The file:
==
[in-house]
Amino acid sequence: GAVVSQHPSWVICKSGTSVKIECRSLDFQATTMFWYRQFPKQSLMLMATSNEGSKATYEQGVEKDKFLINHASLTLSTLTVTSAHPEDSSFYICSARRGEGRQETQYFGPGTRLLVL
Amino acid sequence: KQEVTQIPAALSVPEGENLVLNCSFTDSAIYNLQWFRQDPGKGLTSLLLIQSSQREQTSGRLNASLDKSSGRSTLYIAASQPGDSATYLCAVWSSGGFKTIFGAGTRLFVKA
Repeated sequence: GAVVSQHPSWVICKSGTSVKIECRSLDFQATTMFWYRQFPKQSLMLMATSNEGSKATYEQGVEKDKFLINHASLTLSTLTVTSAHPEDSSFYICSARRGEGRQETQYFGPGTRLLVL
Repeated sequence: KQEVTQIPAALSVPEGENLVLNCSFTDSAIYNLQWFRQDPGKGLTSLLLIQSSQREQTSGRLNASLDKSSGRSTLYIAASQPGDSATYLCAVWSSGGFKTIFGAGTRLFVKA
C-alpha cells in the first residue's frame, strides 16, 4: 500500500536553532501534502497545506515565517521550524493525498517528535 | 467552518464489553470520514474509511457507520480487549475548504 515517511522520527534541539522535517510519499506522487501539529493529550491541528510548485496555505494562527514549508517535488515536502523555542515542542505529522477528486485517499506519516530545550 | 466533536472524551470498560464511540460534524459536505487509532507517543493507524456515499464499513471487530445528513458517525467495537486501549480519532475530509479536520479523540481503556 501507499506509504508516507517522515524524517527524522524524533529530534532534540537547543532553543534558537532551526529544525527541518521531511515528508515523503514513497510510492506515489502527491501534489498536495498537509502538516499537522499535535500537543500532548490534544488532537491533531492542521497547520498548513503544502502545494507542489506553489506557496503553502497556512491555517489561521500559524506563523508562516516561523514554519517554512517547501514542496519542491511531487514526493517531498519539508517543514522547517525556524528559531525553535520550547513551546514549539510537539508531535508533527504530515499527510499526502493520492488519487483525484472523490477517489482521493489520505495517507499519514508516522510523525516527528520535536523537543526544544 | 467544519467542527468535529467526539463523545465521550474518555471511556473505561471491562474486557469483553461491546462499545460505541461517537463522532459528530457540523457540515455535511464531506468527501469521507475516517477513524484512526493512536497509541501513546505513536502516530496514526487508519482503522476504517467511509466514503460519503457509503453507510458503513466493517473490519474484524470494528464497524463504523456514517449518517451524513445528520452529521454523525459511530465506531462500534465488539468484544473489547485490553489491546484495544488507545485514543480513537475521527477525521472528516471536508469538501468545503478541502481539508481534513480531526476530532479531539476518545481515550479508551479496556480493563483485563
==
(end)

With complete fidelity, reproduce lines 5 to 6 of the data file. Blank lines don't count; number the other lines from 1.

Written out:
Repeated sequence: KQEVTQIPAALSVPEGENLVLNCSFTDSAIYNLQWFRQDPGKGLTSLLLIQSSQREQTSGRLNASLDKSSGRSTLYIAASQPGDSATYLCAVWSSGGFKTIFGAGTRLFVKA
C-alpha cells in the first residue's frame, strides 16, 4: 500500500536553532501534502497545506515565517521550524493525498517528535 | 467552518464489553470520514474509511457507520480487549475548504 515517511522520527534541539522535517510519499506522487501539529493529550491541528510548485496555505494562527514549508517535488515536502523555542515542542505529522477528486485517499506519516530545550 | 466533536472524551470498560464511540460534524459536505487509532507517543493507524456515499464499513471487530445528513458517525467495537486501549480519532475530509479536520479523540481503556 501507499506509504508516507517522515524524517527524522524524533529530534532534540537547543532553543534558537532551526529544525527541518521531511515528508515523503514513497510510492506515489502527491501534489498536495498537509502538516499537522499535535500537543500532548490534544488532537491533531492542521497547520498548513503544502502545494507542489506553489506557496503553502497556512491555517489561521500559524506563523508562516516561523514554519517554512517547501514542496519542491511531487514526493517531498519539508517543514522547517525556524528559531525553535520550547513551546514549539510537539508531535508533527504530515499527510499526502493520492488519487483525484472523490477517489482521493489520505495517507499519514508516522510523525516527528520535536523537543526544544 | 467544519467542527468535529467526539463523545465521550474518555471511556473505561471491562474486557469483553461491546462499545460505541461517537463522532459528530457540523457540515455535511464531506468527501469521507475516517477513524484512526493512536497509541501513546505513536502516530496514526487508519482503522476504517467511509466514503460519503457509503453507510458503513466493517473490519474484524470494528464497524463504523456514517449518517451524513445528520452529521454523525459511530465506531462500534465488539468484544473489547485490553489491546484495544488507545485514543480513537475521527477525521472528516471536508469538501468545503478541502481539508481534513480531526476530532479531539476518545481515550479508551479496556480493563483485563